Governmental agencies and corporations have a great advantage if they can give a litigant what he's asking for and then go on doing the same wrong to hundreds or thousands of other people. So, when poor people's lawyers began bringing class action lawsuits challenging the wrongful conduct of government administrators and corporations, Legal Services' clients were empowered to obtain relief not only for themselves but for others as well. The class action saved many cases from dismissal as moot, and it obtained community-wide, state-wide and nation-wide remedies against many wrongful policies. And where lawsuits were not altogether successful in accomplishing the goals of poor clients, there was legislative and administrative advocacy. Legal Services attorneys were often successful in persuading legislators to change the rules to provide relief from unfair situations which were not amenable to solution by litigation.
Additionally, the Legal Services program encouraged its staff attorneys to get together and strategize in regional and national conferences. There were national back-up centers to help with sophisticated research and co-counseling of large litigation. There was money available for expert witnesses and other litigation expenses. The attorneys, in turn, helped organize people in their communities and provided people with information about their rights concerning health and welfare, landlord-tenant law and consumer law, to name a few areas of Legal Services practice.
Examples of How This Worked:
1. Seeking Decent Housing With The People's Housing Movement
The People's Housing Movement was a joint project of a local Community Action Program and a Legal Services branch office which involved every aspect of Legal Services work as it was understood in the late 1960s - grass roots organizing and lobbying, welfare rights, community legal education, legislative and administrative advocacy, individual and group representation and class action federal litigation. The issues involved slum housing, an urban renewal agency's land use decisions and an agreement between a city and a private developer to exclude welfare recipients from a newly constructed moderate income housing development.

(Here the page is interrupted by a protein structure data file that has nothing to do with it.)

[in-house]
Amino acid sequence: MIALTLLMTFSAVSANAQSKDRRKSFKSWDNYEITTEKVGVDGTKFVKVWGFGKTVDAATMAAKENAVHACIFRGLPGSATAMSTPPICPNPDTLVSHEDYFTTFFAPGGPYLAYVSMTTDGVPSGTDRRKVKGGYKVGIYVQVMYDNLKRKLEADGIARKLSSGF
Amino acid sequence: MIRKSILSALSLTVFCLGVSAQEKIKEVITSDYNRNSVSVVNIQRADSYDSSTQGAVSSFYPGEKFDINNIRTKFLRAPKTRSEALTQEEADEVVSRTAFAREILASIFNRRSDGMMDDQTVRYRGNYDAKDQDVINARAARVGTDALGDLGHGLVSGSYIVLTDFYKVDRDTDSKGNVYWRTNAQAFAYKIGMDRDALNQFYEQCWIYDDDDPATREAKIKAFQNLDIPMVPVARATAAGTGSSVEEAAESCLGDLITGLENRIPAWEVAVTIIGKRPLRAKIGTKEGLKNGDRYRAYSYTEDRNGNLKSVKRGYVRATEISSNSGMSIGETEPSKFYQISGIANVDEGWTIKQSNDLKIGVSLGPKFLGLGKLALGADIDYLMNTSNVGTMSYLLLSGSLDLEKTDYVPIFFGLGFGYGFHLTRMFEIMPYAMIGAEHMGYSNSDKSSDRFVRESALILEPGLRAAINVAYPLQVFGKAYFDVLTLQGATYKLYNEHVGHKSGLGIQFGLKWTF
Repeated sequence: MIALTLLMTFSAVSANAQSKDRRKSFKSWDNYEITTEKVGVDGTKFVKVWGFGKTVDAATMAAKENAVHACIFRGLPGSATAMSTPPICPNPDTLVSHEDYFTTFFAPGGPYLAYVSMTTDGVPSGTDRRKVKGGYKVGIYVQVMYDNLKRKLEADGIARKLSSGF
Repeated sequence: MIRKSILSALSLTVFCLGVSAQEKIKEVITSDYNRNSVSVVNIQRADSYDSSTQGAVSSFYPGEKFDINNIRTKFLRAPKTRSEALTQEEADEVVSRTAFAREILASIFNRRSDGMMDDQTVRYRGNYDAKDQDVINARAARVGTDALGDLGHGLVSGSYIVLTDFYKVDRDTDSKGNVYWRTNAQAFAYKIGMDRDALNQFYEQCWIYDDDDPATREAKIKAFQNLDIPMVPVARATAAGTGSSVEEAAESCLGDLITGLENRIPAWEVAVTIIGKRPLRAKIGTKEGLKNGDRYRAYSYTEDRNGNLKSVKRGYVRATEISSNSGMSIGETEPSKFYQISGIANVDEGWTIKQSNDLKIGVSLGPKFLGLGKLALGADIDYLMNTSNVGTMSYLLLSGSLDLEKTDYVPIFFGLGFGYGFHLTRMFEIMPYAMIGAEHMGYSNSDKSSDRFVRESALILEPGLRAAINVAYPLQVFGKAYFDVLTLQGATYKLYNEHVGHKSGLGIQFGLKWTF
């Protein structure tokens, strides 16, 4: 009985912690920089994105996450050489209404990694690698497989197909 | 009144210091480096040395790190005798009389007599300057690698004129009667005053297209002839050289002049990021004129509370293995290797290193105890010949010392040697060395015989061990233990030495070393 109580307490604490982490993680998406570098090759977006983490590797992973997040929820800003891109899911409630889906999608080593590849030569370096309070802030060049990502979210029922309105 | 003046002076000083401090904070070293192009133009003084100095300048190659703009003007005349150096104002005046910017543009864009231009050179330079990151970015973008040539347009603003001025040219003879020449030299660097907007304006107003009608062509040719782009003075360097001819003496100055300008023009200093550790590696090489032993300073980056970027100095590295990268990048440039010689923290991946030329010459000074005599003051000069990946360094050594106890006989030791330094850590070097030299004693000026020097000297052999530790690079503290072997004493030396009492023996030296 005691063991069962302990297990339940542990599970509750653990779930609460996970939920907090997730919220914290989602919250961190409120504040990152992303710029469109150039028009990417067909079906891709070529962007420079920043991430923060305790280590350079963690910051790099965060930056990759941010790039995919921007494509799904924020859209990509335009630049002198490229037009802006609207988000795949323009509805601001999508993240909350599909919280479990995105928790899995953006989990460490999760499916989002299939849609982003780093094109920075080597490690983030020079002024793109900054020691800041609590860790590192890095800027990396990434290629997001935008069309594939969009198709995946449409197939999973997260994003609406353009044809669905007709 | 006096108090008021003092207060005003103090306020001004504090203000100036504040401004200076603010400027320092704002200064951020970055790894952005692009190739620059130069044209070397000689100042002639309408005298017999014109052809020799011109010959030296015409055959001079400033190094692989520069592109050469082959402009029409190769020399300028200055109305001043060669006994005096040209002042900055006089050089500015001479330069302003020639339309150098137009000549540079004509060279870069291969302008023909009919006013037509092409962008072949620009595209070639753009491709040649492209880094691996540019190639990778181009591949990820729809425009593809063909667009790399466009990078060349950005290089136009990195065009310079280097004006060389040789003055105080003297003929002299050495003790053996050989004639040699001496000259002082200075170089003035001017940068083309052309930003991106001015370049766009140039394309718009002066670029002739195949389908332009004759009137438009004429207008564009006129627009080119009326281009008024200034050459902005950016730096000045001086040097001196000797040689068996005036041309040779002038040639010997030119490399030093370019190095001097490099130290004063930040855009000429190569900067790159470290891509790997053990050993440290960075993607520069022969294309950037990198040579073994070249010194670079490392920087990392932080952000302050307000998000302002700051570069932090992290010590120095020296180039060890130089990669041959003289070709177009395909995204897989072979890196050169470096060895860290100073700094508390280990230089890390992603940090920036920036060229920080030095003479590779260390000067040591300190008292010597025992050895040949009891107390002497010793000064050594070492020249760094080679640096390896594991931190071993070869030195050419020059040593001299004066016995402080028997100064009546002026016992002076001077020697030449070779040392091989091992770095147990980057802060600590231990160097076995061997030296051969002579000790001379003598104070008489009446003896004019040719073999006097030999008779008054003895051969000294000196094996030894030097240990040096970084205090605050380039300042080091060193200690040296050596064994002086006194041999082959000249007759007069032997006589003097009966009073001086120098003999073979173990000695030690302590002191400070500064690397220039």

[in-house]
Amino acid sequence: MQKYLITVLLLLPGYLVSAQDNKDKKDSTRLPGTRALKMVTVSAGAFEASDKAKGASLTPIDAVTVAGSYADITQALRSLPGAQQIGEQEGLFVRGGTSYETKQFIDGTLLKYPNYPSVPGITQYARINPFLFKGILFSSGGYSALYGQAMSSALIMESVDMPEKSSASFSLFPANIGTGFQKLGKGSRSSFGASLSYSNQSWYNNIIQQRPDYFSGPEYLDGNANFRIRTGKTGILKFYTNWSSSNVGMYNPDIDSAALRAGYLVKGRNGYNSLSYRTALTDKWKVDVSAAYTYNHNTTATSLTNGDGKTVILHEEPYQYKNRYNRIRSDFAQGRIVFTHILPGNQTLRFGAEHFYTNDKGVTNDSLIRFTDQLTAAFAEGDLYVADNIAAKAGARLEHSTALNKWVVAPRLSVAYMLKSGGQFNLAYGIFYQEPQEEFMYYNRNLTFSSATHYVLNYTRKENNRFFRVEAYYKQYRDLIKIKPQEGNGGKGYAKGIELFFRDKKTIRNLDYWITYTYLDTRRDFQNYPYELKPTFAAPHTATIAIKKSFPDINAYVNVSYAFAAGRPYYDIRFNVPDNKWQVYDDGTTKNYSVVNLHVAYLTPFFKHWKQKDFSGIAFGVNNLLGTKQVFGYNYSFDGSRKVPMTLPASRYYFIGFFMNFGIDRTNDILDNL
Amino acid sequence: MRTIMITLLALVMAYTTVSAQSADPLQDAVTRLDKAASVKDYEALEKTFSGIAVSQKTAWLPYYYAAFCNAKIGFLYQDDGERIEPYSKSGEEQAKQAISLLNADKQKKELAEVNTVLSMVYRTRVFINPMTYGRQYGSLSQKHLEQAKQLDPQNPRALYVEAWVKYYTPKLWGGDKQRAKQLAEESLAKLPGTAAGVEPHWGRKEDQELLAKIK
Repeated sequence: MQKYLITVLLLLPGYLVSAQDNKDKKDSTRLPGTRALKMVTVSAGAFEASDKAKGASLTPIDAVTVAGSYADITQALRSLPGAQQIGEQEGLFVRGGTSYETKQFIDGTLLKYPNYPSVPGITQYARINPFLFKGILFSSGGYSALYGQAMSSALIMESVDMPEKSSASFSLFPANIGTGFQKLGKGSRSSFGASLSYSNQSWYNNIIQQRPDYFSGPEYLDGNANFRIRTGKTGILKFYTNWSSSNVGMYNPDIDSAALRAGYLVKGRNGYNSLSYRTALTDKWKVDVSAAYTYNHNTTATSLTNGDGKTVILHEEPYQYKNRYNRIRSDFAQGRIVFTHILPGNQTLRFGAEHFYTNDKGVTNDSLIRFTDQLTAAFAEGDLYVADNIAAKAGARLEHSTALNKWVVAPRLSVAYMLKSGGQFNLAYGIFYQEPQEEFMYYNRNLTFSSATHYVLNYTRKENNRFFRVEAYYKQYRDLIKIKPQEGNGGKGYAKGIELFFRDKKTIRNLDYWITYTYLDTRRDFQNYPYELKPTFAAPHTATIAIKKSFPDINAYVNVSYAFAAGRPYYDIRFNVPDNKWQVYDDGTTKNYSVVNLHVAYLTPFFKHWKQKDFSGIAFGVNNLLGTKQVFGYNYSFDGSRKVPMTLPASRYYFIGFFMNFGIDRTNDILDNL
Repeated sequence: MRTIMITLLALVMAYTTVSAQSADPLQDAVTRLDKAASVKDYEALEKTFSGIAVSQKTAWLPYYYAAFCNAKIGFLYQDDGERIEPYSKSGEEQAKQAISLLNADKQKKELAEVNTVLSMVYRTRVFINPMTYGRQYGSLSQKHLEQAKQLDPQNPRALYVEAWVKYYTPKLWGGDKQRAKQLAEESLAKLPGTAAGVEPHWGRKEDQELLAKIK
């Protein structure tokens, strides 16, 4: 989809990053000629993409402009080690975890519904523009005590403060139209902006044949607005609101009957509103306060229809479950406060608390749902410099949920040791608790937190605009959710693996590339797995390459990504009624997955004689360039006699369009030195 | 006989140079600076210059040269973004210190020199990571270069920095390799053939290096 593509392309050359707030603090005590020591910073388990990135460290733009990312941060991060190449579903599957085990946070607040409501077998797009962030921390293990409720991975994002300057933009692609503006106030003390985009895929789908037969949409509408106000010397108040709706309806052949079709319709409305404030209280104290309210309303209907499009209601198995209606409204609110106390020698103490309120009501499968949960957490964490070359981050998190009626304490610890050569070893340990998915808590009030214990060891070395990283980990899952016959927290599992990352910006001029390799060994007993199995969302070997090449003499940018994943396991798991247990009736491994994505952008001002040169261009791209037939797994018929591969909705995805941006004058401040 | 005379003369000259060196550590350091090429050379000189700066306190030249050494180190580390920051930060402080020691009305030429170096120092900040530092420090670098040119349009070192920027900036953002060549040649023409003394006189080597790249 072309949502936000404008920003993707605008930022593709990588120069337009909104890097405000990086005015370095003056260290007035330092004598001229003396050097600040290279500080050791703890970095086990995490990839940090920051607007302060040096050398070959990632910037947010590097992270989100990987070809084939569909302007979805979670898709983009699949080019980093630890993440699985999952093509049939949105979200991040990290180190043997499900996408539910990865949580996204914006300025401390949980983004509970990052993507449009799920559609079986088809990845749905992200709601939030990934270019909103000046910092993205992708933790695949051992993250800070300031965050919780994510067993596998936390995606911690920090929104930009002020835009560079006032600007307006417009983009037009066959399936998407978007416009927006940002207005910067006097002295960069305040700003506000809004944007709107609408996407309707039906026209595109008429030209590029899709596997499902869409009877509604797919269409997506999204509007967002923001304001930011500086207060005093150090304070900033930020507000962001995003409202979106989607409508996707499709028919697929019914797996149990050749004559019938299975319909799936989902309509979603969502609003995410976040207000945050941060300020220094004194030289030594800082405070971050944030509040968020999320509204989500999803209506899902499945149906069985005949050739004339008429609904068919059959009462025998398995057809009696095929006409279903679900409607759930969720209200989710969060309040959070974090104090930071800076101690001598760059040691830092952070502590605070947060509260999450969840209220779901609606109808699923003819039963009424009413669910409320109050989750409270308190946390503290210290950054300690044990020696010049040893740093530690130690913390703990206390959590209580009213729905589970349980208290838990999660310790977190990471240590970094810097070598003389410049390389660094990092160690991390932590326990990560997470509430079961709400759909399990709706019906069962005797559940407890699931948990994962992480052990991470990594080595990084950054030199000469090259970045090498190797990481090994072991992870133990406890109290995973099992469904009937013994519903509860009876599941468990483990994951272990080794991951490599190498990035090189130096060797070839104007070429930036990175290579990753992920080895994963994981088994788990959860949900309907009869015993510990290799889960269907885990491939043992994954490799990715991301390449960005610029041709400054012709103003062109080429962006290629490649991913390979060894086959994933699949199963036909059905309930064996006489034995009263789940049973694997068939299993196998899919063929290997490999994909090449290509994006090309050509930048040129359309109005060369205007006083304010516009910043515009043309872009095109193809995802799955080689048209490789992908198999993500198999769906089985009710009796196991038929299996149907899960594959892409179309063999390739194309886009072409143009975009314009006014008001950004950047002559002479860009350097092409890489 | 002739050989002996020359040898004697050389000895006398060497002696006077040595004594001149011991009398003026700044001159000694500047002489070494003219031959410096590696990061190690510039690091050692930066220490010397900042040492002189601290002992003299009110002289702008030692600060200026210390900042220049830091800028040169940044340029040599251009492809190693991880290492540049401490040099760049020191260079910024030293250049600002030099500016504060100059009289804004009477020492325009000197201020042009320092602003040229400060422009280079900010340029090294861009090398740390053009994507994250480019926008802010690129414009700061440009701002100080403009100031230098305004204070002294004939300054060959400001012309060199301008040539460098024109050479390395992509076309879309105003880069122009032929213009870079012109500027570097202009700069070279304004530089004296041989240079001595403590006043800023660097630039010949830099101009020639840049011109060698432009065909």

2. Protecting The Privacy Of Homeless Families With A Class Action
This case involved a former summer colony converted for use as a shelter for homeless families. Security guards at this facility would search the cottages from 10:00 p.m. until 2:30 a.m. One guard would search the closets, cabinets, drawers, bathroom and bedrooms while the other remained outside with a guard dog. Children were awakened in the middle of the night and sometimes the dog entered as well and jumped up on a child's bed. If an unauthorized person were found, he would be detained and the family would be summarily expelled from its cottage. The problem called for interviewing many families, informing them of their rights in the circumstances, holding meetings of the tenants, and bringing a class action to terminate the abusive conduct of the owner.
Over the years from 1981 to 1995, Legal Services' funding was cut by 25%, and by 1995, the poor were served by one-third fewer attorneys than in 1981. Then, in 1996, many more Legal Services staff were laid off or quit when Congress cut the program an additional 30% and eliminated all funding for the national back-up centers. The reduction in funding is only one aspect of the degradation of Legal Services for the poor. During the 1980s much of the funding for Legal Services offices no longer came from the national government, but instead, it came more and more from state and local government agencies. The increase in local funding led to greater political control of Legal Services programs. State and local agencies decided whom Legal Services attorneys serve, what work they did and, in some instances, they determined who may be sued with their money. Moreover, there was an intensification of management and bar association control over staff, closure of neighborhood offices, mounting pressure to increase the number of cases opened and closed each year and reluctance to expend money and time on impact litigation.